Fanuc reinforces its commitment to Irish manufacturing

This summer will see the robotics and automation company collect the keys for its new facility in Maynooth, Co Kildare
This summer will see the robotics and automation company collect the keys for its new facility in Maynooth, Co Kildare

Roughly a year after Fanuc announced that it intended to serve customers from premises in Ireland with a dedicated team and full local representation, this summer will see the robotics and automation company collect the keys for its new facility in Maynooth, Co Kildare. PES reports.

Off the back of a strong start to this fiscal year – and coinciding with Fanuc’s attendance at the GTMA Manufacturing Solutions Ireland event in June, as well as its appearance at the International Society of Pharmaceutical Engineers’ exhibition in early May – the company is demonstrating a strong commitment to its growing Irish customer base, supporting the Government’s aim to place the country at the forefront of the Fourth Industrial Revolution by 2025.

“We announced that we planned to have an initial team of five and here we are, as promised,” says Conor O’Kelly, one of two Ireland-based sales managers now in place; the other is Ronan Rasdale. Two service engineers and a technical support engineer complete the team.

There have been plans for an Irish subsidiary of Fanuc Europe for a while but the impact of COVID-19 and the restrictions on international travel accelerated them. “Previously, our Irish customers would have had to travel to Coventry in England, but we can now offer organised, in-house training for our larger customers and scheduled courses catering for smaller groups, from our dedicated Irish facility here in Maynooth,” Conor O’Kelly advises. “In addition, the showroom at our new headquarters will be stocked with robots for demonstration, evaluation and test purposes.”

Manufacturing matters

Most of the island is reachable from Maynooth in about three hours and many of Fanuc’s customers and partners are within 90 minutes’ drive of the new facility. Its launch could not be timelier, coinciding with the implementation of the Irish Government’s wider industrial strategy. According to the ‘Making it in Ireland: Manufacturing 2020’ report, Ireland’s manufacturing sector contributes 25% of GDP and employs 205,700 people directly, rising to 400,000 when indirect employment is considered.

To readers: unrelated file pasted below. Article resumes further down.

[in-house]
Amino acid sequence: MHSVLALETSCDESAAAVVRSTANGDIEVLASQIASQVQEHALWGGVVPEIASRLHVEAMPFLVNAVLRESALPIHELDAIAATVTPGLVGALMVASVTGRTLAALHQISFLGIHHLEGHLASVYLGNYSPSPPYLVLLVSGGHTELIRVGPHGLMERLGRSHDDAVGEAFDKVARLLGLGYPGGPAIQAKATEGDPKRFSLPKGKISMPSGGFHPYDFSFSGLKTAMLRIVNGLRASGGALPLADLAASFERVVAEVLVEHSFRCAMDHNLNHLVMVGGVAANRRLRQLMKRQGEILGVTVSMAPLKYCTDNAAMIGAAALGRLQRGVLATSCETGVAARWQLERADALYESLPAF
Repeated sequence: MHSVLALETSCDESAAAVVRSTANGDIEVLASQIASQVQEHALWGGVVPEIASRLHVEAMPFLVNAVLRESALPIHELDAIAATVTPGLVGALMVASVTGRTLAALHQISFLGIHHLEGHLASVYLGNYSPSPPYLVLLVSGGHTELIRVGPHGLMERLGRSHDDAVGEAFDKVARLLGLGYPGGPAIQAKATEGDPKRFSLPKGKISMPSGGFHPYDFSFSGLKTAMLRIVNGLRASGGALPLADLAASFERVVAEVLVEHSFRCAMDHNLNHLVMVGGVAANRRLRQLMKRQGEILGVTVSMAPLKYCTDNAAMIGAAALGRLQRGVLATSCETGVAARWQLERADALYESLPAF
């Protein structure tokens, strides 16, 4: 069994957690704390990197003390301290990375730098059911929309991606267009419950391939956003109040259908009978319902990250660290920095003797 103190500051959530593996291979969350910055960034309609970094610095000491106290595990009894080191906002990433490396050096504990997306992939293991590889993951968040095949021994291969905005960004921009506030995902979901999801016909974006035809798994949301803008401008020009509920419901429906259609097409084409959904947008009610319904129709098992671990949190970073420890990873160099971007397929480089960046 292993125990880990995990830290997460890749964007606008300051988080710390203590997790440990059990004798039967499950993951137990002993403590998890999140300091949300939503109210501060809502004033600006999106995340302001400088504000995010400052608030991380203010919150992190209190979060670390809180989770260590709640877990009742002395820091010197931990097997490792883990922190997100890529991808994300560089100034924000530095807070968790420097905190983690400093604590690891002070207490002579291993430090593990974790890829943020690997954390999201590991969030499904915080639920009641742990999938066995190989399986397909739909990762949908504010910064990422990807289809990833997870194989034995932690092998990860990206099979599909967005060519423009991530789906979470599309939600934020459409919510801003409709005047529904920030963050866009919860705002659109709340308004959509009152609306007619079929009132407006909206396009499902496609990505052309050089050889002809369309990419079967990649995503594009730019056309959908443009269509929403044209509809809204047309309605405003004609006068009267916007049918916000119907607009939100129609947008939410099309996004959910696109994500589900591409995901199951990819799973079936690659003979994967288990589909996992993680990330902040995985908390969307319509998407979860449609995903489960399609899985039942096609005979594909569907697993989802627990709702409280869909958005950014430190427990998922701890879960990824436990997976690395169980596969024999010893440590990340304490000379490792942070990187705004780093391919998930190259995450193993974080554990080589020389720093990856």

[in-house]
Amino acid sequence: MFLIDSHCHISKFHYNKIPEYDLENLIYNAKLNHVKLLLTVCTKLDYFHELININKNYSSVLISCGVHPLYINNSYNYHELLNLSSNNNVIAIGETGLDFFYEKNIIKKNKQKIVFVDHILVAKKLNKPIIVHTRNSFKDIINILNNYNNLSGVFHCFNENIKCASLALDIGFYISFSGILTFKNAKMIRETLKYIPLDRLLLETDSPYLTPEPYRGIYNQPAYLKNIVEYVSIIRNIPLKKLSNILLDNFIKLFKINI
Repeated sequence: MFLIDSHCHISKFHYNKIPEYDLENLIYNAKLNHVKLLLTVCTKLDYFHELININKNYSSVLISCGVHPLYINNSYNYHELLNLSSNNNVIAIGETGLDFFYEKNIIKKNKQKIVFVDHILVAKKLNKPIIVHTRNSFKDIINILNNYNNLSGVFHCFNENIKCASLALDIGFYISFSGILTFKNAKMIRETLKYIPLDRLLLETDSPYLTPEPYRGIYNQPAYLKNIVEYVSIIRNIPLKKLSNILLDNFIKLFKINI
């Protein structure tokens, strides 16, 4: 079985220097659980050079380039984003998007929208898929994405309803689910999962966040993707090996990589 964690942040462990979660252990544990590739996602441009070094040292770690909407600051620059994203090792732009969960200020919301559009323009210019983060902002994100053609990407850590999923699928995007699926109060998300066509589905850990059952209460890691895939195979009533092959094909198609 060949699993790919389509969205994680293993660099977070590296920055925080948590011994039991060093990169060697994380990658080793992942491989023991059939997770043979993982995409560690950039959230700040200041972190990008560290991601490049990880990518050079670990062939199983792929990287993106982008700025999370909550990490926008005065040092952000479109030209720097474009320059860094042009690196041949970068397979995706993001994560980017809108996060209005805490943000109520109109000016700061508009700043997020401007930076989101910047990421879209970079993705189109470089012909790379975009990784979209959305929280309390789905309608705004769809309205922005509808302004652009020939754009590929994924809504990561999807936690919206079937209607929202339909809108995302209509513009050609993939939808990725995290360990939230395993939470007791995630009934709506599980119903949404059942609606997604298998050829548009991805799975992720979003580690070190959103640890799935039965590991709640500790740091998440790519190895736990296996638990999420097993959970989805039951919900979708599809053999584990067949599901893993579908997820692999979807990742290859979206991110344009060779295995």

There were 16,700 firms in the manufacturing sector in Ireland in 2017, with Irish-owned companies representing 97% of these. At 35%, manufacturing’s share of Ireland’s GVA (gross value add) is more than double the average of the Euro area. ‘Ireland’s Industry 4.0 Strategy 2020-2025’ is a key output of Future Jobs Ireland, the Government’s economic pathway.

“Ireland doesn’t have a traditional industrial background in, for example, automotive manufacture but we make a lot of agricultural machinery and the country has established a global reputation in pharmaceuticals, chemicals, food and beverage, medical devices, computers, electronics and engineering. SMEs account for a significant proportion in those key sectors,” Mr O’Kelly advises, whose own background is in life sciences.

The company has several hundred robots already installed in Ireland and the new facility at Maynooth means that technical support will now also be available to businesses that may have bought Fanuc equipment through integrators outside the previous network
The company has several hundred robots already installed in Ireland and the new facility at Maynooth means that technical support will now also be available to businesses that may have bought Fanuc equipment through integrators outside the previous network